By all accounts, the mid-1960s were peak Chrysler Corporation. They were at the top of their game engineering-wise, and after some brief diversions in the early sixties, back on track stylistically with Elwood Engel firmly taking over the styling reins from Virgil Exner. You can clearly see Engel’s Continental influence at work in the featured 1966 New Yorker. Consumers responded as sales were steadily climbing year over year.
If the mid-’60s were peak Mopar, then the 1965-68 Chrysler branded models represent the pinnacle. (Forget about Imperial: For much of the 1960s this slow-selling brand was still riding on a platform that dated back to 1957).
1966, the year of our featured car, would be the apex of the Chrysler brand in terms of market share, reaching a level of penetration that the Chrysler would not achieve again until the mid-’70s.
Chrysler (the brand) offered a relatively full lineup of cars for 1966 (at least by the standards of the day). At the “entry” level you had the Newport (base price $3,052 – $24,000 in 2020), a name introduced in 1961 to take over the mid-market from DeSoto, which was then on its last gasp. The Newport represented the lion’s share of Chrysler brand sales and was available in a variety of body styles: Two-door, four-door (pillared, hardtop, and six-window), convertible and “Town & Country” wagon styles.
Next up the ladder in 1966 was the 300 ($3,583 – $28,000 in 2020), available in two- and four-door hardtops, plus a convertible. But with the letter series and glass-covered headlights from the previous year’s 300 now gone, it had little other than a 4-barrel version of the Newport’s 2-bbl. 383 V8 to distinguish itself (the new for 1966 440 V8 was available across the entire line as well). With the death of the letter series, the 300 would continue to suffer from poor differentiation, eventually being dropped in 1972.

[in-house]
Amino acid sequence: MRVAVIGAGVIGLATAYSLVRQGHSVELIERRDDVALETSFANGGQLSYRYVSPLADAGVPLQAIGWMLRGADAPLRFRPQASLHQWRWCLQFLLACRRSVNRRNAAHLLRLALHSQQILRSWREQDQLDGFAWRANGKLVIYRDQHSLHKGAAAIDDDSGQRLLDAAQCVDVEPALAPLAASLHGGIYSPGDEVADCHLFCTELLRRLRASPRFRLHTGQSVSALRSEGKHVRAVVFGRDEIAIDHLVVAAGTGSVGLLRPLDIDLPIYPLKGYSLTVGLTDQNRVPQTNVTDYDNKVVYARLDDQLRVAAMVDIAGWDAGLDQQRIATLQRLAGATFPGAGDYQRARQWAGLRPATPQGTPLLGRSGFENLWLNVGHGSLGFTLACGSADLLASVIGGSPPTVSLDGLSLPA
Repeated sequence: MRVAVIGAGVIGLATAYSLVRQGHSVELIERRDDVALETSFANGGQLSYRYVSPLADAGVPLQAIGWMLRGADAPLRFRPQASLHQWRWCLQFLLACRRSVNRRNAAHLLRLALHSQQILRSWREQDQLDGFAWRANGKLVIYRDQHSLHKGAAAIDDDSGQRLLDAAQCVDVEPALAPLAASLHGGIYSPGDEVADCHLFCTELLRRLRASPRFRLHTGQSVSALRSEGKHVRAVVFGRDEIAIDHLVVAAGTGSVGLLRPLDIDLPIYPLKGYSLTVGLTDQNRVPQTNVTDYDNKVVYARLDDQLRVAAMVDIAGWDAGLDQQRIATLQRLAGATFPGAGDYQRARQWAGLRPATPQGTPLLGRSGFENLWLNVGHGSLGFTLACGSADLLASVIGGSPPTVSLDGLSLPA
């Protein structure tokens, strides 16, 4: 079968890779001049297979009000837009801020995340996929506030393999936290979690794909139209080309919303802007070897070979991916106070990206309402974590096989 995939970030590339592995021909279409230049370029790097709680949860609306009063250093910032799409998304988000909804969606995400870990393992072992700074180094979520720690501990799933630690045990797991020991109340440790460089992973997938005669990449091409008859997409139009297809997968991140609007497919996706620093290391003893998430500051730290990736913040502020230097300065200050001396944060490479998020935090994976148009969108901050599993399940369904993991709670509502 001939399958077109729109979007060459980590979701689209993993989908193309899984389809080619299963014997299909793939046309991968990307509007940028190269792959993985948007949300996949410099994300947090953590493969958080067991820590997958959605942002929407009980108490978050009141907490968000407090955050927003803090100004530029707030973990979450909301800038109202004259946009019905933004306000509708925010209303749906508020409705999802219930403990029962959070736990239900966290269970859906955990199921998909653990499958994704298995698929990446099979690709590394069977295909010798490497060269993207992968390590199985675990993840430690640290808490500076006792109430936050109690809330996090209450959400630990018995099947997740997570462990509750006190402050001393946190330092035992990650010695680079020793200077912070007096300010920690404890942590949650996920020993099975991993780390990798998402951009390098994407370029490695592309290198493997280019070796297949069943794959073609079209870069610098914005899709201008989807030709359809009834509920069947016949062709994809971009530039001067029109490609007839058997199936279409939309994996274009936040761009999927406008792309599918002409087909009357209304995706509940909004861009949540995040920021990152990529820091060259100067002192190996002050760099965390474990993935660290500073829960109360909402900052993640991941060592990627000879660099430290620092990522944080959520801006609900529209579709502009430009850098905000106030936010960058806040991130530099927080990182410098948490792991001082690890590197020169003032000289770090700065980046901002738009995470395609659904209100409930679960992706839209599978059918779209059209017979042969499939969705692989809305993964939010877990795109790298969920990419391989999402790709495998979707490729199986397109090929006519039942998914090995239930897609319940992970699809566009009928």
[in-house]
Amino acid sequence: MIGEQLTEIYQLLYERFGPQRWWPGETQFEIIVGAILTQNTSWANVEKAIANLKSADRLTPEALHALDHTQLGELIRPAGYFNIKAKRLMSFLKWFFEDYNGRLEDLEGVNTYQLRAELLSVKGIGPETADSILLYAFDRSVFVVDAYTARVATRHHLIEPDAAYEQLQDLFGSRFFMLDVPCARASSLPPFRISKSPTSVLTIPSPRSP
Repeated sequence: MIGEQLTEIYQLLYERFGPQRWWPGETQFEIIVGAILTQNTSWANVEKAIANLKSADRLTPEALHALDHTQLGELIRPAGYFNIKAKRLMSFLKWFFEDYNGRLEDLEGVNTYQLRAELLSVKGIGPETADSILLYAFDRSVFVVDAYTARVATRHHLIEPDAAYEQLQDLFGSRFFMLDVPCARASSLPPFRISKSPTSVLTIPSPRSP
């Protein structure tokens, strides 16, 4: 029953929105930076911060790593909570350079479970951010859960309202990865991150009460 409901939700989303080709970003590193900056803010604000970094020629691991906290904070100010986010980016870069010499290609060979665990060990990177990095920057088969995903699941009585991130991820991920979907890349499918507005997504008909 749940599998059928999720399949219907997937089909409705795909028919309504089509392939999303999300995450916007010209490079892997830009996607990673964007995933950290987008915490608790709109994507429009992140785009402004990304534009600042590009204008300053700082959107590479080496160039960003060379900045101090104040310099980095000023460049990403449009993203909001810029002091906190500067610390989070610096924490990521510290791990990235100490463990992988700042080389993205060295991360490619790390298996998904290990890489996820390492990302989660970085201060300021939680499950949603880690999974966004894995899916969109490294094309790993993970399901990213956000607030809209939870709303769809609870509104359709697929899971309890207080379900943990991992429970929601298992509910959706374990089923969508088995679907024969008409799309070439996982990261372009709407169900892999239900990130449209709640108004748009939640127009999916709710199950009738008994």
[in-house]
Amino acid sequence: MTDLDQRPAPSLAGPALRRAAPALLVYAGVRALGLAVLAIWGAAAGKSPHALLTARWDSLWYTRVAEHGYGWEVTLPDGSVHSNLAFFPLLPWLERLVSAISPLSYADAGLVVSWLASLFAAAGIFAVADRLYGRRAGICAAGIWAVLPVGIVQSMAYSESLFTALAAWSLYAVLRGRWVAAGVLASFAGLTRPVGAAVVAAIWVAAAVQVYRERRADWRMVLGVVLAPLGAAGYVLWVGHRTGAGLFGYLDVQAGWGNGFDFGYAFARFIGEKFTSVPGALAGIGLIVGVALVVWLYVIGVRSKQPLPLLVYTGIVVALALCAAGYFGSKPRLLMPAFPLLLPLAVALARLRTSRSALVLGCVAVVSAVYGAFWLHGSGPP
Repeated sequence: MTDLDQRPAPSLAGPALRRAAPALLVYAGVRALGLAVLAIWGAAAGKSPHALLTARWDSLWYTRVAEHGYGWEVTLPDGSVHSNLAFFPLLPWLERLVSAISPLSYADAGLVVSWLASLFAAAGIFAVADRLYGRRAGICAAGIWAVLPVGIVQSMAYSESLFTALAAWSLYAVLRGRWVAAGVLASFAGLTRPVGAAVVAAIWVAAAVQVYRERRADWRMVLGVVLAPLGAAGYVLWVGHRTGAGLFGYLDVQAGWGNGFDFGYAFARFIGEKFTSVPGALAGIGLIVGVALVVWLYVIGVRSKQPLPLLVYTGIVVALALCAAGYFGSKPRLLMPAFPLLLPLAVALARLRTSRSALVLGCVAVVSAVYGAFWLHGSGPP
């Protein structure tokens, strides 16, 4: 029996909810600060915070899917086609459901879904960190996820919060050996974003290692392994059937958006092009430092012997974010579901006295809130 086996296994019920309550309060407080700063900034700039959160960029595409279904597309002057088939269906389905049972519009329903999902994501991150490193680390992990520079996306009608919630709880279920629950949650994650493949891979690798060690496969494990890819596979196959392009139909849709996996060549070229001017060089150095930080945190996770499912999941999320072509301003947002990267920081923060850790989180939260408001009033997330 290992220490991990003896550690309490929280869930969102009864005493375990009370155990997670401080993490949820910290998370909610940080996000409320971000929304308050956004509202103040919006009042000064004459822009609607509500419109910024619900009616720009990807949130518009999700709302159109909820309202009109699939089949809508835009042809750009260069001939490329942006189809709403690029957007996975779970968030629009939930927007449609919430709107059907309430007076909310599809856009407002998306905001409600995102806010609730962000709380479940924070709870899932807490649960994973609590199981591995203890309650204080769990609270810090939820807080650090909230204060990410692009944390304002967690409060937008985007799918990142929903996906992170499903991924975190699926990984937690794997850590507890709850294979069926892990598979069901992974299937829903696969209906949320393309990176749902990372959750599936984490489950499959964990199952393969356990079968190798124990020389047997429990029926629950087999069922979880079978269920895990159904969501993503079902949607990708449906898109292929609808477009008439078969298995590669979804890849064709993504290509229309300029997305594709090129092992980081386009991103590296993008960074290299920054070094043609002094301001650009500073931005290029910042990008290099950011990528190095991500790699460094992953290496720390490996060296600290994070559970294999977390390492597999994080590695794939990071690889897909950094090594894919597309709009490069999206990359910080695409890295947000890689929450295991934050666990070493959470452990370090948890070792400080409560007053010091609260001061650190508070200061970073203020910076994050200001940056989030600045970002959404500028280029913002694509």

At the top of the Chrysler lineup in 1966 was the New Yorker, available as (in order of increasing price) a 4-door six-window Town Sedan, 2-door hardtop, and the most expensive model, the featured 4-door hardtop ($4,233 – $35,000 in 2020). All New Yorkers were available only with the 440 V8.
The featured car appears to have most of the available options, including air conditioning ($510), power antenna, and the 40/20/40 vinyl bucket seats with a very awkward looking middle front seat. This likely pushed its sticker price over $5,000 (over $40,000 in 2020).
No trailer queen this car is. It wears just the right amount of patina and wears it well. The fact that it remains largely rust-free in a northern climate serves as a testament to how well these cars were built. For a brief period of time, Chrysler could go toe to toe with the best of GM and Ford, no asterisks required.
1966 must have been a welcome respite of calm for the Chrysler corporation, the eye of the hurricane if you will. The Exner styling excesses and the disastrous 1962 downsizing were behind it, and the full effect of Lynn Townsend’s cost-cutting and the Fuselage Deadly Sin was still to come. So for now we will let this New Yorker enjoy its time at the top of the heap.